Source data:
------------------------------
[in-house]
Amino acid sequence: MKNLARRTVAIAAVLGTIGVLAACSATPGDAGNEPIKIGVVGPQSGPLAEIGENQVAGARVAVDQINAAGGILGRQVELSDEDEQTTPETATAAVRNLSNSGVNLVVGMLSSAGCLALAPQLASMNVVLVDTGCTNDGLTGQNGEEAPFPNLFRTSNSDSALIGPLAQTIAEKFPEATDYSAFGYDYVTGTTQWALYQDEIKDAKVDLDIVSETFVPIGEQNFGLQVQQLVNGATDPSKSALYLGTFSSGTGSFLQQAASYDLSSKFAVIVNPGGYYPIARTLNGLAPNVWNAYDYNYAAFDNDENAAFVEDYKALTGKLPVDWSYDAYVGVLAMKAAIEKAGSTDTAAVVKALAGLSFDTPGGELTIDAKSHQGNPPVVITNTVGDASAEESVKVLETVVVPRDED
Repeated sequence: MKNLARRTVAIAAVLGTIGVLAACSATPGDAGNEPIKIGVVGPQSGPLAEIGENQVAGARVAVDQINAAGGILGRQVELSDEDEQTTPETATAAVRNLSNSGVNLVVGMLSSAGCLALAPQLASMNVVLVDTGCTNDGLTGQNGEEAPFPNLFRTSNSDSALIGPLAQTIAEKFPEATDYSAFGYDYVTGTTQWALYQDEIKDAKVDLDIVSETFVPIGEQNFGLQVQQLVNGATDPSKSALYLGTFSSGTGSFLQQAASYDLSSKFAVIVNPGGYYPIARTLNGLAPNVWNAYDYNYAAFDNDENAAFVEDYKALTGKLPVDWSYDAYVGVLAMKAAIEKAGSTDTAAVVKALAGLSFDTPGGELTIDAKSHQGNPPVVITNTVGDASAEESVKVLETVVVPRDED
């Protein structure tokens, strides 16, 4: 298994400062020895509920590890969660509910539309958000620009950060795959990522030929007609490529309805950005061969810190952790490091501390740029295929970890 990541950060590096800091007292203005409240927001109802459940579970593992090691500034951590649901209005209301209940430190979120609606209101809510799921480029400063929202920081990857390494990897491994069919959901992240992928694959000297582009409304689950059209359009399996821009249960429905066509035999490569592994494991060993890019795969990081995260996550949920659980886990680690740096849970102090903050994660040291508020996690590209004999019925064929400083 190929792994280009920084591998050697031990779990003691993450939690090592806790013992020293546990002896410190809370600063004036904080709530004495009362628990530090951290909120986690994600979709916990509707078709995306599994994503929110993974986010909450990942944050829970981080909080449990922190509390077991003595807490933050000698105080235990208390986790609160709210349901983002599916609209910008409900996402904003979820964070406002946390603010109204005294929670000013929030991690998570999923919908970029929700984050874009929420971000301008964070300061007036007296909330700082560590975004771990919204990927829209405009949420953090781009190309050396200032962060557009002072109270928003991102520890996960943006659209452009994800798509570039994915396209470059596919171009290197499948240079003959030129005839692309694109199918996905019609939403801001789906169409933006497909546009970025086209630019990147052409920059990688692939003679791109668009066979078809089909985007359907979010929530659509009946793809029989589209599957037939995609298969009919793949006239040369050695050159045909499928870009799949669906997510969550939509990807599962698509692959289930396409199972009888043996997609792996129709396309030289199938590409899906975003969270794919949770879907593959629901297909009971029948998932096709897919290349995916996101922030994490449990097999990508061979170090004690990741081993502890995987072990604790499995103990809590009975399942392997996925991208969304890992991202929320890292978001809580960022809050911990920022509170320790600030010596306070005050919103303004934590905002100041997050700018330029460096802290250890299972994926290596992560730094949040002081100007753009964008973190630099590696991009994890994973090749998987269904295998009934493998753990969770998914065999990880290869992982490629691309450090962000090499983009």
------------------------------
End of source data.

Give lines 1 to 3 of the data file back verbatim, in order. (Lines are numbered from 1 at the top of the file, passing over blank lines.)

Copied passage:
[in-house]
Amino acid sequence: MKNLARRTVAIAAVLGTIGVLAACSATPGDAGNEPIKIGVVGPQSGPLAEIGENQVAGARVAVDQINAAGGILGRQVELSDEDEQTTPETATAAVRNLSNSGVNLVVGMLSSAGCLALAPQLASMNVVLVDTGCTNDGLTGQNGEEAPFPNLFRTSNSDSALIGPLAQTIAEKFPEATDYSAFGYDYVTGTTQWALYQDEIKDAKVDLDIVSETFVPIGEQNFGLQVQQLVNGATDPSKSALYLGTFSSGTGSFLQQAASYDLSSKFAVIVNPGGYYPIARTLNGLAPNVWNAYDYNYAAFDNDENAAFVEDYKALTGKLPVDWSYDAYVGVLAMKAAIEKAGSTDTAAVVKALAGLSFDTPGGELTIDAKSHQGNPPVVITNTVGDASAEESVKVLETVVVPRDED
Repeated sequence: MKNLARRTVAIAAVLGTIGVLAACSATPGDAGNEPIKIGVVGPQSGPLAEIGENQVAGARVAVDQINAAGGILGRQVELSDEDEQTTPETATAAVRNLSNSGVNLVVGMLSSAGCLALAPQLASMNVVLVDTGCTNDGLTGQNGEEAPFPNLFRTSNSDSALIGPLAQTIAEKFPEATDYSAFGYDYVTGTTQWALYQDEIKDAKVDLDIVSETFVPIGEQNFGLQVQQLVNGATDPSKSALYLGTFSSGTGSFLQQAASYDLSSKFAVIVNPGGYYPIARTLNGLAPNVWNAYDYNYAAFDNDENAAFVEDYKALTGKLPVDWSYDAYVGVLAMKAAIEKAGSTDTAAVVKALAGLSFDTPGGELTIDAKSHQGNPPVVITNTVGDASAEESVKVLETVVVPRDED